Wingate Park

Reginald A. Nero Courts

This text is part of Parks’ Historical Signs Project and can be found posted within the park.

Reginald A. Nero (1920-2010), an Assistant Gardener at Wingate Park for 34 years, contributed to the life of the park and community in ways that won him the title ‘Commissioner of Wingate Park’ to those that knew him. Born and raised in Harlem, Nero came of age during the Depression. After a period in the Army and Merchant Marines, he moved to Brooklyn. There, in his position as Parks’ gardener, he drew people to his park and created numerous memorable tournaments that brought together thousands of participants and spectators. In 2001, Nero was featured in an exhibit of New York’s unsung heroes, for “choosing to participate” as a way of life.

In 1942, at the age of 22, he enlisted in the United States Army where he volunteered as a boxing team instructor, and organized entertainment for the troops. In 1947 he served in the Merchant Marines where he served as a sports’ instructor. When he returned home, he continued to organize sports groups for all levels and types of players. He coached basketball and softball teams for brokerage firms, the YMCA and Hudson Avenue Boys Club. He soon became a commissioner of the Brooklyn Softball League which comprised over 1,800 members.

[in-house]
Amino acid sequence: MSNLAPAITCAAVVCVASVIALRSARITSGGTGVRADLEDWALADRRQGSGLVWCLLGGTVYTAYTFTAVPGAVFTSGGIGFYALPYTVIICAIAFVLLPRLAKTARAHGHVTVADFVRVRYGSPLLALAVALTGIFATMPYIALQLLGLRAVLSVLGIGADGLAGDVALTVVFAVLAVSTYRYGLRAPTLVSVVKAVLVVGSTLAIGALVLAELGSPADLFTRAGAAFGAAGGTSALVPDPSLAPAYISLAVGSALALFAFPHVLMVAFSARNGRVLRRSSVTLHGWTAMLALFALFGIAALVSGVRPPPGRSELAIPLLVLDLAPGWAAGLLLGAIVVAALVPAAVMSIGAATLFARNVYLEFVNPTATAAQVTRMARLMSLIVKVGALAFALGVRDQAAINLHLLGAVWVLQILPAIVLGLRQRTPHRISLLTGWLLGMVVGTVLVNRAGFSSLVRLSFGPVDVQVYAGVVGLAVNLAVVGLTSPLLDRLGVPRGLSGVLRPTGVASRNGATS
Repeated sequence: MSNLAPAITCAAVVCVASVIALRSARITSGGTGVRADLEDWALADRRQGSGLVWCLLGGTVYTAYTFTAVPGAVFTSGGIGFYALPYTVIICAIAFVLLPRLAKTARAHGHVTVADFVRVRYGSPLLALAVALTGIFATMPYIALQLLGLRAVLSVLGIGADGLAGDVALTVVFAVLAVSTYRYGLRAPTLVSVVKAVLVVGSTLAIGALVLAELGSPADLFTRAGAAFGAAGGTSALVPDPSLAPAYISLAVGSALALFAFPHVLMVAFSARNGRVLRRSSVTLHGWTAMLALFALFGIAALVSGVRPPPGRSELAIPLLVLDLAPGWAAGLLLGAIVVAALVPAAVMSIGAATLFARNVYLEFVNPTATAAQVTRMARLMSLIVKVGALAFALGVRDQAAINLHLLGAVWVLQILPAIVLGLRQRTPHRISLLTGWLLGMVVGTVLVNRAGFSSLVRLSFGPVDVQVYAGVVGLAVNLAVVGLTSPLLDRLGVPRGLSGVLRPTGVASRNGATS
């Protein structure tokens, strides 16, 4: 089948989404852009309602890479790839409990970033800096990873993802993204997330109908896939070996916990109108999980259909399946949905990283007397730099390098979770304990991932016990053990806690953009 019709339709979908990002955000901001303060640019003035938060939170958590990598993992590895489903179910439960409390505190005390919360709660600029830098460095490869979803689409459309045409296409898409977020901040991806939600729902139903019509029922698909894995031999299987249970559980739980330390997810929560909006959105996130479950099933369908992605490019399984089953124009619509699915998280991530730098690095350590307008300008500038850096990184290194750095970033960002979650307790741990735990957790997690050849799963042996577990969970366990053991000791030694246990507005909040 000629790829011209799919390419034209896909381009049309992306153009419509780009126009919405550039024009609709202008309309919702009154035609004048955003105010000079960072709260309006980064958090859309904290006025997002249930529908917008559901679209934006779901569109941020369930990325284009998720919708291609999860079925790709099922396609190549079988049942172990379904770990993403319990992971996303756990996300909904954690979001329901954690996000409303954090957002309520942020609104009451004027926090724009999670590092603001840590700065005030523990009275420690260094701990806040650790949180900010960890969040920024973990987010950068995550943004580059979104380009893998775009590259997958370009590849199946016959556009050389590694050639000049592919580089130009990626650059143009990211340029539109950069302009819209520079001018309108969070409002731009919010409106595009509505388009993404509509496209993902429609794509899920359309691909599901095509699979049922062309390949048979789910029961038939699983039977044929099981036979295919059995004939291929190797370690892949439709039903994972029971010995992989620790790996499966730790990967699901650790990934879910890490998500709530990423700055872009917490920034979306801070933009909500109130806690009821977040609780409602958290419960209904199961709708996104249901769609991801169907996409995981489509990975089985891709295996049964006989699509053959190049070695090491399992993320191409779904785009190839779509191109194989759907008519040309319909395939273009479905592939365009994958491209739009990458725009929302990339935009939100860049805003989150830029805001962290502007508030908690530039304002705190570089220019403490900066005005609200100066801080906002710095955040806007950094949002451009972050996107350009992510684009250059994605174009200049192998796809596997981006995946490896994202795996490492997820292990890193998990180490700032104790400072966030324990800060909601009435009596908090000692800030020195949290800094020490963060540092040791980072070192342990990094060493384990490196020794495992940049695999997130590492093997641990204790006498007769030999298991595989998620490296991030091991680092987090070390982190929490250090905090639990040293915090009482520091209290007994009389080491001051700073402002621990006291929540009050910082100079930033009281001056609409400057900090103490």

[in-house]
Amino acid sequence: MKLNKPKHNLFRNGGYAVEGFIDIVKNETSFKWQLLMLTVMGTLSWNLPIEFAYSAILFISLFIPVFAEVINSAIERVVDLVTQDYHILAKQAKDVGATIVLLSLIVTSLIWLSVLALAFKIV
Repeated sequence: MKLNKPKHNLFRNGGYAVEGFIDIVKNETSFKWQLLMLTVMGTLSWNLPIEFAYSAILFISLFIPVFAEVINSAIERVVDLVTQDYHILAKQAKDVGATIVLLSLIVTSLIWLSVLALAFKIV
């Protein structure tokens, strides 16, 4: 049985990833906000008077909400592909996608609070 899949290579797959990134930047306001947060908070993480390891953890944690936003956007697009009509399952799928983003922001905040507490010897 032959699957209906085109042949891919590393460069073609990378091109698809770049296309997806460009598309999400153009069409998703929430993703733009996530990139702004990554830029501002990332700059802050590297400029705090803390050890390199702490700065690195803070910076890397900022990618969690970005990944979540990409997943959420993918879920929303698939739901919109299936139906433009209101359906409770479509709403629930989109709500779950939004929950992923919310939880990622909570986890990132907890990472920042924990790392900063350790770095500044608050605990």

His chosen profession, as sports instructor and ‘life coach’, continued throughout his life. He coached basketball for boys and girls, boxing, baseball, softball, track and field, weight lifting, handball, body building and horseback riding. In the 1970’s, he began to organize tournaments, including some events that were held at Ebbets Field Park, once a major league baseball field in Flatbush.

Nero’s tournaments at Wingate Park drew numerous players and sports lovers, including a wide array of sports legends such as Stuart Granger of the New York Knicks and Mike Mosley from Buffalo State University. He also organized civil service tournaments, drawing people from a host of city agencies -- the MTA, FDNY, Sanitation, NYPD, Corrections and Parks. These tournaments among city employees were possibly the first of their kind. He also organized numerous tournaments in the ‘80’s amongst younger players – in basketball, double dutch and paddle ball.

In March of 2010, Reggie Nero passed at the age of 90, after a long and fulfilling life. In an interview with “Park News” in 1983, Nero said “I wish I could do it all over again”. He will be remembered at these courts for always choosing to participate in life.

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